German regulator seeks Brexit plans from UK-based insurers
BaFin warns loss of passporting rights would mean an end to their business in Germany
Many London-based insurers use the EU’s passporting rights to sell policies — some of which last for decades — in other parts of the trading bloc such as Germany. Photograph: Philip Toscano/PA Wire
BaFin, the German financial regulator, has written to UK-based insurers to demand details of how they plan to deal with a hard Brexit.
The letter, seen by the Financial Times, asks for information about “what emergency plans you have developed to take into account all conceivable exit scenarios”, although it places particular emphasis on a hard Brexit.
It comes amid concerns that insurers will not be able to fulfil their promises to customers after the UK leaves the EU.
A hard Brexit, with no exit agreement between the UK and the EU, could leave the industry in a legal quandary. Many London-based insurers use the EU’s passporting rights to sell policies — some of which last for decades — in other parts of the trading bloc such as Germany. They range from personal pensions to the kind of complex commercial policies sold in and around Lloyd’s of London.
If the passporting rights disappear, the insurers may not be legally allowed to pay out on those policies. Insurance companies say they face a choice of breaking the contract or breaking the law.
BaFin’s letter, which was sent to UK-based insurers that do business in Germany, suggests that the regulator is also concerned. It says that if the insurers lose passporting rights they will “no longer have the right to conduct insurance business in Germany”. It makes clear this includes “the settlement of claims and all other obligations deriving from a policy.”
The letter was sent over the summer, and asked for responses by this month. BaFin declined to comment.
In April, UK regulators contacted insurers asking for similar details about their post-Brexit plans, although companies say BaFin is the first overseas regulator to ask for details.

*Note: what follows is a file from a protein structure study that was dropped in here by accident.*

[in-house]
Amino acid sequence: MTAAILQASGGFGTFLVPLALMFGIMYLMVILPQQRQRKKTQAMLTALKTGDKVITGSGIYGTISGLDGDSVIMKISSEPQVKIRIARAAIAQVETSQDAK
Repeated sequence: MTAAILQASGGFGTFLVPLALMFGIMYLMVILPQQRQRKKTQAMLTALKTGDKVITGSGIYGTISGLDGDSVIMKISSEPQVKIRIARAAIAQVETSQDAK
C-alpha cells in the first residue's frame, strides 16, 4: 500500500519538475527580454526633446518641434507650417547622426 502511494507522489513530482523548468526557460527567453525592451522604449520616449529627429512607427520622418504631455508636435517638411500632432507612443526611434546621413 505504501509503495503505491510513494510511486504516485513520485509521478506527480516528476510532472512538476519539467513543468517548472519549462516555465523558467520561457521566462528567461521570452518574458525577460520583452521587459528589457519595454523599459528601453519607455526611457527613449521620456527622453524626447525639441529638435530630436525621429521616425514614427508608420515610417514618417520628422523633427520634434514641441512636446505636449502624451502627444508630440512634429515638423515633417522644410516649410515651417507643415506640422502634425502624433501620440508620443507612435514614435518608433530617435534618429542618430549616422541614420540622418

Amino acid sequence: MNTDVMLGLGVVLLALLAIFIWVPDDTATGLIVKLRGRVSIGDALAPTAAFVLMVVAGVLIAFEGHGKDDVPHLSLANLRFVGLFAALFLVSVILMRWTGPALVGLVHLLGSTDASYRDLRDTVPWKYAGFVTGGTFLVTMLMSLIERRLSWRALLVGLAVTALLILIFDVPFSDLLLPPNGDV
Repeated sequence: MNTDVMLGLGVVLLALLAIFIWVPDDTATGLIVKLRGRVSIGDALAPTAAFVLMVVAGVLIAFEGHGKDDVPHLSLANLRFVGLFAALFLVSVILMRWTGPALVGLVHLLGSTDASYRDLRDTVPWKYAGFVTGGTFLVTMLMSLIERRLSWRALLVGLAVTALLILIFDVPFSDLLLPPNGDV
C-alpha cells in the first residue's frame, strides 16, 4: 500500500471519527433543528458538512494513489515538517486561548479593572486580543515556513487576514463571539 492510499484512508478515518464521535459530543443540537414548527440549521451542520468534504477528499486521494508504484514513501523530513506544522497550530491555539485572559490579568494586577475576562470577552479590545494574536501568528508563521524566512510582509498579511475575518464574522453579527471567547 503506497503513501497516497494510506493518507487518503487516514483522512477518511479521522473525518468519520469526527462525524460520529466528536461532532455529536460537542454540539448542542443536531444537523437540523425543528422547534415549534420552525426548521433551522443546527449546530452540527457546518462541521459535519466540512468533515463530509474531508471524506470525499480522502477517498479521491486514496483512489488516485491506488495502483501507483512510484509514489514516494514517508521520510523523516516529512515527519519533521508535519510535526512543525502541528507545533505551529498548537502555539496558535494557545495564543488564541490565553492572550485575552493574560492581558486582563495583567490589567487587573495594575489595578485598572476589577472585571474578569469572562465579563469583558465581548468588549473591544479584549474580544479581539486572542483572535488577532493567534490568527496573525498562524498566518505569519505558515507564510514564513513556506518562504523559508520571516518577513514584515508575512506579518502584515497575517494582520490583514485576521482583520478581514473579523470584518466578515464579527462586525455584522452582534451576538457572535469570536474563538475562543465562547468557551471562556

The fate of long-term contracts has been taken up by UK lawmakers. Last month, Nicky Morgan, chair of the House of Commons Treasury select committee, wrote to the chancellor Philip Hammond to raise concerns about the issue and urge him to discuss the matter with his EU counterparts.
Last week the same committee said that “the insurance industry should be regarded as a priority sector during the Article 50 negotiations”.
It added: “At the very least, if the government wants to achieve its objective of a ‘smooth and orderly exit from the EU’ then it needs to address the urgent issue of pre-Brexit cross-border contracts.”
Some London-based insurers have decided not to wait for details of any Brexit agreement before taking action. Many have already started to set up new subsidiaries in other parts of the EU, so they can continue selling policies when passporting disappears. Luxembourg, Brussels and Dublin have been the most popular destinations.
Others have gone further by embarking on so-called Part VII transfers, in which existing books of business are moved into the new subsidiaries. The transfers solve the problem of long-term contracts, but they are expensive and time-consuming. Some insurers would rather not launch a transfer unless they deem it to be really necessary. - Copyright The Financial Times Limited 2017